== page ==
Directed by Bejoy Nambiar
Rajit Kapoor - Rajeev Khandelwal - Kalki Koechlin - Pawan Malhotra
Shaitan means devil, and the film itself is as fire-spitting, thunderous and capricious as only the devil hidden inside us humans can be.
It tells the story of a group of more or less rich, chronically bored, rebellious young adults who slowly get absorbed in a slough of drugs and, eventually, violence and murder.
Nambiar's way of directing is quite similar to Kashyap's – supposably Kashyap, who agreed to produce the film after the project had been put on hold for two years, did have a great influence on the debuting director. Which is superb, as I count Kashyap to the best Indian directors of all time. He is one of the few persons that are able to catch the current Zeitgeist, to provoke, shock and give you something you never expected.
The question is, how much of this film was changed after Kashyap became the producer, but I like to trust people, so I do trust Nambiar, calling himself the director.
Though, if Nambiar is the true brain behind this striking piece, there is one thing he's done wrong in my opinion: the scene at the beginning, where he (or was it Kashyap?) tells us that consuming drugs and alcohol is a bad thing and we shouldn't do it. Even without having seen the film, I felt like a stupid kid who needs to be told that there's a difference between reality and filmic fiction. Seeing the film even made it worse - except for a few sequences in the first half, the film successfully demonstrated how unhealthy and bad drug consumption is. "Daring" is one of the words that I feel are best suited for describing Kashyap and his films, including this one - but doing the above mentioned scene is not what I call daring. It's gutless.
You see, the scenes that did have an air of coolness were absolutely necessary for the film. There's one scene, where Amy accomplishes the "challenge" that lets her be accepted in the group, and she says that being in that group, she felt like she was a part of something, powerful, better than everyone else. It is in that scene we can feel why she got into this, why all of this happened, why no one ever said "stop", before it was too late. I felt it - and just in that moment, I didn't know if I would've said "no" and left those people.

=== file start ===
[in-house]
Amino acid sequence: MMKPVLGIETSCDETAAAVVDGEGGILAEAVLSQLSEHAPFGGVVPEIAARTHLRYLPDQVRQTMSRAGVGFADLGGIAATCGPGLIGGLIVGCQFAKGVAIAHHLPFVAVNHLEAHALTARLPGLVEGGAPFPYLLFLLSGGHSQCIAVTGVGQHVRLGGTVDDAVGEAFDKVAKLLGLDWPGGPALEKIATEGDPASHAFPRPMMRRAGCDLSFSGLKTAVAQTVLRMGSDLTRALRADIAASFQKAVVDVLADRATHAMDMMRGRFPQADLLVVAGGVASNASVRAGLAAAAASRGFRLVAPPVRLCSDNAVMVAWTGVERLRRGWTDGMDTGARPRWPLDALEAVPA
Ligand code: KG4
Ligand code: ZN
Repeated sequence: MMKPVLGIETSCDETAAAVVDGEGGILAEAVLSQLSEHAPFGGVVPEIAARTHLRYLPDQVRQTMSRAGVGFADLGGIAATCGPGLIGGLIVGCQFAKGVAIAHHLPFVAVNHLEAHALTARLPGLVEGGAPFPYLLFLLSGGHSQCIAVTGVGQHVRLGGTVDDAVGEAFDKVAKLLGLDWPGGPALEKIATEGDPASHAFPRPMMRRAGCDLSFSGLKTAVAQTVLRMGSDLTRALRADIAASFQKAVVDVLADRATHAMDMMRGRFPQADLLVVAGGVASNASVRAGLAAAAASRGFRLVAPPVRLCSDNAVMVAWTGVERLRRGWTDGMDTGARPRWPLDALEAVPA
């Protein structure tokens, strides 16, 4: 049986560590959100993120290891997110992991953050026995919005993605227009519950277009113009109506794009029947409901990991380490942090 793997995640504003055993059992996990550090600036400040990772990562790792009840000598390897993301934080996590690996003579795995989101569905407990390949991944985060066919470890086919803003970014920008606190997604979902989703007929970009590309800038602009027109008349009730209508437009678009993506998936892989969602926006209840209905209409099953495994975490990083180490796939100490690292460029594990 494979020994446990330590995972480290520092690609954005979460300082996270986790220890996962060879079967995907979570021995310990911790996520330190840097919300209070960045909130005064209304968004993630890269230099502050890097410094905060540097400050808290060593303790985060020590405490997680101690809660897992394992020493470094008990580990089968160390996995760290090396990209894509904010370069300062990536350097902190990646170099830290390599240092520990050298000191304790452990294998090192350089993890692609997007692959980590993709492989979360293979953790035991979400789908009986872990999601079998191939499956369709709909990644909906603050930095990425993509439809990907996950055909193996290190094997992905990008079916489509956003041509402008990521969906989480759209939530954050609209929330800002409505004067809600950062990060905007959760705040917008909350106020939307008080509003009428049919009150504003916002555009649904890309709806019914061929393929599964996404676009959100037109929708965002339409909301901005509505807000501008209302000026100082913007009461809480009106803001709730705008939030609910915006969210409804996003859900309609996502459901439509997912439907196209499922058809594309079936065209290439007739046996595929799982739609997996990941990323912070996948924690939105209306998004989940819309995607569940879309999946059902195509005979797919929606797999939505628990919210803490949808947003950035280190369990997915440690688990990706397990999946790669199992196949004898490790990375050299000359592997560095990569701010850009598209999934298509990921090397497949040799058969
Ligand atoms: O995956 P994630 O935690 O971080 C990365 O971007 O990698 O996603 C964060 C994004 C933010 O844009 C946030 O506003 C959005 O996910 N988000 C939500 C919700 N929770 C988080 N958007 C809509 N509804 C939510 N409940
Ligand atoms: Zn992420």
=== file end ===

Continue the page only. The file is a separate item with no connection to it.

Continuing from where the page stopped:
Surely, this must be one of the problems the Indian audience had with the film; they couldn't identify with the characters as much as I did, because a) they're young and b) quite wester-minded, especially the main character Amy, who lived in L. A. before moving to India with her father and step-mom. Plus the fact that they're more or less rich.
Amy is an interesting character - I also hardly identified with her, except in the mentioned scene(s), but obviously she's mentally disturbed, as her has mother died in an asylum some years earlier. People often say this about well-cast actors, but I must repeat it and say that no-one could have played the role better than Kalki Koechlin, the rising star of off-beat and modern Indian cinema.
Shaitan can be called an ensemble film, though I tend to not put it into that category. It's more of a modern, female-centered film, however with a flat hierarchy of characters. This results in none of the characters seeming stereotypic. The only one who sometimes seems a little unelaborated is Tanya, a bulimic model/ actress who is in love with the heartbreaker of the group, and exploits the nerdy one, who's in love with her. Kirti Kulhari did her best, but there were parts when the character drifted into the archetype "bitchy model with a soft core".
Aside from Kalki, all of the actors were either debutants or unknown new comers, perfectly cast and promising.
Another Kashyap-y highlight: the soundtrack. Mostly in the background, it fits the film like a glove with psychedelic rock sounds and edgy lyrics. A special treat is the joyous remix of oldie "Khoya Khoya Chand" during a disgusting, drenched in blood sequence.
I hope, and strongly believe in, the fact that films like Shaitan are the future of Hindi cinema. Not entirely, there still has to be room for comedy and more optimistic films, but I'm talking about the spirit, the ingenious daringness and rebellion. We need something new, and I know that it's coming - in fact, it has already arrived.
Now all we need is the rest of Indian film-goers to realize this, because the sad truth is revealed through a look at the box-office result of Shaitan. "Below average".
Summarizing the adjectives, this film is fresh, daring, striking, ingenious, edgy and disgusting - devilish.
Until now Shatian is my second favorite Indian film of 2011.
So if you haven't seen it yet, then shame on you - hurry up, catch it (legally) here on youtube.